I wave and they wave back. He helps her up, guiding her up the steps on to the back porch as she awkwardly maneuvers her walker. I follow them inside and fill a basin with warm water then gently unwrap her bandaged hand while he hovers behind me.

"Is it looking better?" he asks anxiously peering at the wound on the back of her hand.

"Yes," I have to say this as loud as I can, for he has lost most of his hearing. "It is looking better. It is healing well.  It is a beautiful wound."

He smiles, relieved, and goes back outside.

She looks at me and frowns. "It looks ugly," she says looking at the back of her hand.

"You know," I tell her, "It looked ugly when I first started seeing you." That was only 14 days ago. The wound had covered the entire back of her swollen and discolored  hand and was filled with  with yellow slough, and purulent gray drainage. Now it is beefy red and filled with healthy granulation tissue and is healing rapidly. Her fingers are no longer swollen and their color is normal. "Now it is a healthy wound. It is healing well. Nurses think the oddest things are beautiful--and to a nurse, a healthy healing wound is truly a thing of beauty."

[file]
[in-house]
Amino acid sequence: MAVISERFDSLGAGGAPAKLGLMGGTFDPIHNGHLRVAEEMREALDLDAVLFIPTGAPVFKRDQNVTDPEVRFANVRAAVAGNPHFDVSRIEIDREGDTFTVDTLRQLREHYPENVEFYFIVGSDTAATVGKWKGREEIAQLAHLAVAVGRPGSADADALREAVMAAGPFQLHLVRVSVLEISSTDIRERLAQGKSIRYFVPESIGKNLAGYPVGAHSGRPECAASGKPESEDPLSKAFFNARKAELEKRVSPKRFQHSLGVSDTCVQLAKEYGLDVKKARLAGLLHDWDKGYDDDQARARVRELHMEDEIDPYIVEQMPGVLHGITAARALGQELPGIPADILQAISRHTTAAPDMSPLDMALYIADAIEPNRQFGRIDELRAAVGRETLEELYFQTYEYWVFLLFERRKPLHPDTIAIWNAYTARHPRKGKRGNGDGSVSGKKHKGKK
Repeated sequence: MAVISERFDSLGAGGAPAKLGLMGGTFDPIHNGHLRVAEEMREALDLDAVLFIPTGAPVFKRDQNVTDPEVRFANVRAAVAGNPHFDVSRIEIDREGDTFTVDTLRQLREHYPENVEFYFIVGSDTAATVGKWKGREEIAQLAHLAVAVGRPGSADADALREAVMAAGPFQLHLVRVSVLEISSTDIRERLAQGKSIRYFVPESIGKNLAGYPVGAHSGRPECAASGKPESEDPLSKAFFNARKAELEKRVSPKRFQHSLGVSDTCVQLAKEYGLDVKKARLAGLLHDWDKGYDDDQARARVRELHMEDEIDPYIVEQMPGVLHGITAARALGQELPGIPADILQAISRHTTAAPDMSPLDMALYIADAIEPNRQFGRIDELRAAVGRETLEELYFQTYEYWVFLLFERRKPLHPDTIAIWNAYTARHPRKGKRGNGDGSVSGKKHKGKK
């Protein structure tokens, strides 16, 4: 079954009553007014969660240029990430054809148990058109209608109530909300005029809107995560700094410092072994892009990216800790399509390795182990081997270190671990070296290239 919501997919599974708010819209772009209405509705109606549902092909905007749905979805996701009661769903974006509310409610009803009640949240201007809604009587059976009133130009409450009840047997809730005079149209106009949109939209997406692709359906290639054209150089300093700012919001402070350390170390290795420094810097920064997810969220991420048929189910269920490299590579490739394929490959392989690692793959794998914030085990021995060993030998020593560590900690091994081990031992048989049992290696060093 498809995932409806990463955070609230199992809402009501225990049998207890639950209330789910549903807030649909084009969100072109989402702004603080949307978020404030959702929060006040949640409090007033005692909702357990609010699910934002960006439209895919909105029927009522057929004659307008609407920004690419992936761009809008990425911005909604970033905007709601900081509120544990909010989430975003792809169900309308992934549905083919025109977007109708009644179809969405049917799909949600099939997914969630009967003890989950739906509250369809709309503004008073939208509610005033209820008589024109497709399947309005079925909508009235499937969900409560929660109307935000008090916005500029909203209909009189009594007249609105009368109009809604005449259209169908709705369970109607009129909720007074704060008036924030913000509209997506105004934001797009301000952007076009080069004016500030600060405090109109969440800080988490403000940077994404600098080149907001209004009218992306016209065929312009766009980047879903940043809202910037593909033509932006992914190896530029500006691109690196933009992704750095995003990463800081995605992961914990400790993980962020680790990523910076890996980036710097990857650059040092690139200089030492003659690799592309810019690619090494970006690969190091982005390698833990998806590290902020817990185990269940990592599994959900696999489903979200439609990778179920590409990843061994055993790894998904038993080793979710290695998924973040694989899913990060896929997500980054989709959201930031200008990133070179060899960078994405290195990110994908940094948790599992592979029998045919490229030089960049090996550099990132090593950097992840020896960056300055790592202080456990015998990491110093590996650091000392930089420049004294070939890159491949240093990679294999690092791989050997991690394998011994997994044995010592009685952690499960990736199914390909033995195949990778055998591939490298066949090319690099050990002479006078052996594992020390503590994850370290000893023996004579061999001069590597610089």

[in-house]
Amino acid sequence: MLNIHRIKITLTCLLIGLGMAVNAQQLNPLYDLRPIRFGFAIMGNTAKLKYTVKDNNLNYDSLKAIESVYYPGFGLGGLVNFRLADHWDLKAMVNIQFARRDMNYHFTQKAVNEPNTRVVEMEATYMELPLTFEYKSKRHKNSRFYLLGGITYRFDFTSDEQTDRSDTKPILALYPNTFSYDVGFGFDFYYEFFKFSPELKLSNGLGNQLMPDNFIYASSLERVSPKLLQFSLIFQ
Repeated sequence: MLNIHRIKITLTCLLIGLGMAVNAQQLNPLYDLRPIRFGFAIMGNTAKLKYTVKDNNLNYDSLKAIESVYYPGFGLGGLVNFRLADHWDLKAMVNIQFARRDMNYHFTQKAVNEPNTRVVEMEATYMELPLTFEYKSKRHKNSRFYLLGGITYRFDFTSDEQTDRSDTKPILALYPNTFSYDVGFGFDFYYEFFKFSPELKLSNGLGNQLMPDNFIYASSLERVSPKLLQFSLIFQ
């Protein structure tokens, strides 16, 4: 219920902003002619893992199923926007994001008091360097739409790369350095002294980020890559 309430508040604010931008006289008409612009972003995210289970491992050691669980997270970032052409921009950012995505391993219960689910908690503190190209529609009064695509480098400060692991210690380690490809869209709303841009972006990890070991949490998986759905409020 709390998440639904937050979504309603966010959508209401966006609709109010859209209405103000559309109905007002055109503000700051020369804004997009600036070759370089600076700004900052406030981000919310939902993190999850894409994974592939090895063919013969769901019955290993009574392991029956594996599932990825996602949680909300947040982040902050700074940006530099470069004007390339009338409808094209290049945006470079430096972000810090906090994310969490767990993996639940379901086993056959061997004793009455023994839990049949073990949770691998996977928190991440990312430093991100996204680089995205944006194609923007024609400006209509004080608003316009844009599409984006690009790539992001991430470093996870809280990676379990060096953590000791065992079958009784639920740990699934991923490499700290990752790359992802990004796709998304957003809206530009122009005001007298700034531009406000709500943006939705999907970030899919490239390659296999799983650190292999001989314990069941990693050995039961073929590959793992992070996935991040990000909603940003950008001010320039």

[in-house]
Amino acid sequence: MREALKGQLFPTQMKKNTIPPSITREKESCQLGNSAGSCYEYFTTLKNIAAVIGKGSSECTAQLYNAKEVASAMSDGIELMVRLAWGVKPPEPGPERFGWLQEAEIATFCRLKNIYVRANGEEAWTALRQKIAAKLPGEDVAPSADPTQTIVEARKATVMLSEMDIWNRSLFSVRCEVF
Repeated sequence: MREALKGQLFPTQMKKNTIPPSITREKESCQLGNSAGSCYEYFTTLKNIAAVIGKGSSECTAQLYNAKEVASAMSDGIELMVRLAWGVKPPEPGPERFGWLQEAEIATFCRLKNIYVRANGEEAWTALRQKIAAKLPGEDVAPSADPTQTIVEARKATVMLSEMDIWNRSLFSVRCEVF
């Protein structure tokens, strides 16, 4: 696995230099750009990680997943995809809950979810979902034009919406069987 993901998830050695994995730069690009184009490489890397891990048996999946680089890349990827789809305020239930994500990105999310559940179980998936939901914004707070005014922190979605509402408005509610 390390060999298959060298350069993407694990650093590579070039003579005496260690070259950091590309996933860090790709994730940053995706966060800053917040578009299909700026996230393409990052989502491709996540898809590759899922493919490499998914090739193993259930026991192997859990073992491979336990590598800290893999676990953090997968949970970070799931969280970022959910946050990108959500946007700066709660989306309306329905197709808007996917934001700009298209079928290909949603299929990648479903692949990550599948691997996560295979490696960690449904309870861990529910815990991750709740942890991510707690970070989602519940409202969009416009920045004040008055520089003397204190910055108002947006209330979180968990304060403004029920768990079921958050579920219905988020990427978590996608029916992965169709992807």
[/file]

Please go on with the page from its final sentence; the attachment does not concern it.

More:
She laughs every time I say that. I clean and dress the wound.

He comes back in, with fresh lilacs he has cut for the kitchen table and gently pats her freshly bandaged hand.

The tiny kitchen is filled with the scent of lilacs and of tender love.

They have been married for 57 years. She is standing on the brink of that immense chasm of dementia. He is losing his strength, and can barely hear. Yet, there is a breathtaking beauty  in their togetherness.

In a few short days the wound will be healed, and I will be seeing a different patient at 9:00 in the morning.  I am blessed that I have the privilege to have had a tiny part in their lives.
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Shades of Pink



Trillium Grandiflorum in her many shades of pink. 

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Evening Tulips


Tulips in the evening light. 

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Tree Swallows

I got to watch this pair of tree swallows build their nest this afternoon. Or rather, I should say, I watched the female build the nest. She was busy all day flying back and and forth, carrying bits of straw, moss, and pine needles for the nest, while her partner sat on the fence and preened and sang all day long. I just hope that he'll be bringing her breakfast, lunch, and dinner while she is sitting on those eggs later on!







Edited to add--I some how labled these birds as barn swallows. They are tree swallows. Barn swallows have orange throats and buiild their nests in rafters and under the eves of buildings. Tree swallows are cavity nesters. 

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Homemaking

It has been pretty busy around here in the homemaking department. 

House Wren
Bluebirds

Tree Swallow